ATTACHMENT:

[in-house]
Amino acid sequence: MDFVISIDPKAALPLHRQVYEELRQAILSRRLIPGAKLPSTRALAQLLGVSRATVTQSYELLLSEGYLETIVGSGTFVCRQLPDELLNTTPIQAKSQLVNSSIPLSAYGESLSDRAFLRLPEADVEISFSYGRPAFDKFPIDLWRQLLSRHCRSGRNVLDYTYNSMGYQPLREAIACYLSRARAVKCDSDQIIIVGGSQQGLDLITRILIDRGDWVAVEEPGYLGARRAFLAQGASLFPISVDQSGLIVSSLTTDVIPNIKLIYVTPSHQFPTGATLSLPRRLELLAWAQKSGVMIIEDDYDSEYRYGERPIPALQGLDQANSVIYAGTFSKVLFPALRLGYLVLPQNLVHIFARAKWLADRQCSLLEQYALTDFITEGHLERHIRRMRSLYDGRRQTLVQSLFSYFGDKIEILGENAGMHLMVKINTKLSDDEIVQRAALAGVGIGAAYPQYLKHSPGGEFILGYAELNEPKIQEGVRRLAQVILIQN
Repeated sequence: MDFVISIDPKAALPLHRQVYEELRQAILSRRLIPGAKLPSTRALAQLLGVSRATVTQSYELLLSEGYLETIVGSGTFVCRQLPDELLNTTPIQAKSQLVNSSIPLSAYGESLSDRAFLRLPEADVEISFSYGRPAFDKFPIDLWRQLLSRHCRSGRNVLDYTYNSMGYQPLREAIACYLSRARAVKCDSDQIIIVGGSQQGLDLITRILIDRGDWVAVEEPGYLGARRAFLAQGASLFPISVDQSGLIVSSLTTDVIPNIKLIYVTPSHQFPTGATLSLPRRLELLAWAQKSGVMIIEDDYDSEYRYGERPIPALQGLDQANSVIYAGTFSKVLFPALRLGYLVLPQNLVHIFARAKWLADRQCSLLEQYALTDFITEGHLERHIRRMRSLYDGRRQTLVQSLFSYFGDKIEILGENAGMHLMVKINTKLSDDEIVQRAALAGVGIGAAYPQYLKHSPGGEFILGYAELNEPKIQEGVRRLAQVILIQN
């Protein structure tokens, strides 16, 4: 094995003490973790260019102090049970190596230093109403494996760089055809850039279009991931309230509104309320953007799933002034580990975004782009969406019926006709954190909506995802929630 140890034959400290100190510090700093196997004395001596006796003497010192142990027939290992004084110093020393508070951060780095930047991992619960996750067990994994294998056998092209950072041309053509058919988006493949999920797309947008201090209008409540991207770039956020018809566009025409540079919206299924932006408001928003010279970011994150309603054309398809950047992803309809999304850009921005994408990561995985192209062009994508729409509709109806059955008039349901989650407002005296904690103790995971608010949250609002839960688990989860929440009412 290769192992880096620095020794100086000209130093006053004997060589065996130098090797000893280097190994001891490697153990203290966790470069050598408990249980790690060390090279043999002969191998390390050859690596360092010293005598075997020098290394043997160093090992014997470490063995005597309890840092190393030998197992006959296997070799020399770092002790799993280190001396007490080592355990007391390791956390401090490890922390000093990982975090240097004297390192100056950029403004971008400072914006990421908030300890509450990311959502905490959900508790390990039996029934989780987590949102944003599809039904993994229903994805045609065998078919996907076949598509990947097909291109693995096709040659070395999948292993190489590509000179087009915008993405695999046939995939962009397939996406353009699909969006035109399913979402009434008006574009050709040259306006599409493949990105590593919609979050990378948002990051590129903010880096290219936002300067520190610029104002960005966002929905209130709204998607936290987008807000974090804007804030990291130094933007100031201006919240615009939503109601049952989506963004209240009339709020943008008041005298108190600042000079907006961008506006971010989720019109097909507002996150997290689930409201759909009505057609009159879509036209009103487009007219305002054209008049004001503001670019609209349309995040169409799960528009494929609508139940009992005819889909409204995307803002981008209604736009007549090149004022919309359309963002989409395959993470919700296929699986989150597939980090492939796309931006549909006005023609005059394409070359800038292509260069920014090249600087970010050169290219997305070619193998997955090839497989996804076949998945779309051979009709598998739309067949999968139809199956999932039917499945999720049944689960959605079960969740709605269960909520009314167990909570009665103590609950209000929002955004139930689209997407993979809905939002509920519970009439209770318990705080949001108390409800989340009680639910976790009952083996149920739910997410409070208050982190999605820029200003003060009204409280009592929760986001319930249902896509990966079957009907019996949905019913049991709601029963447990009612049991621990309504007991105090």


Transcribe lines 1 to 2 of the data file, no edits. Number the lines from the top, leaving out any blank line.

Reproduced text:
[in-house]
Amino acid sequence: MDFVISIDPKAALPLHRQVYEELRQAILSRRLIPGAKLPSTRALAQLLGVSRATVTQSYELLLSEGYLETIVGSGTFVCRQLPDELLNTTPIQAKSQLVNSSIPLSAYGESLSDRAFLRLPEADVEISFSYGRPAFDKFPIDLWRQLLSRHCRSGRNVLDYTYNSMGYQPLREAIACYLSRARAVKCDSDQIIIVGGSQQGLDLITRILIDRGDWVAVEEPGYLGARRAFLAQGASLFPISVDQSGLIVSSLTTDVIPNIKLIYVTPSHQFPTGATLSLPRRLELLAWAQKSGVMIIEDDYDSEYRYGERPIPALQGLDQANSVIYAGTFSKVLFPALRLGYLVLPQNLVHIFARAKWLADRQCSLLEQYALTDFITEGHLERHIRRMRSLYDGRRQTLVQSLFSYFGDKIEILGENAGMHLMVKINTKLSDDEIVQRAALAGVGIGAAYPQYLKHSPGGEFILGYAELNEPKIQEGVRRLAQVILIQN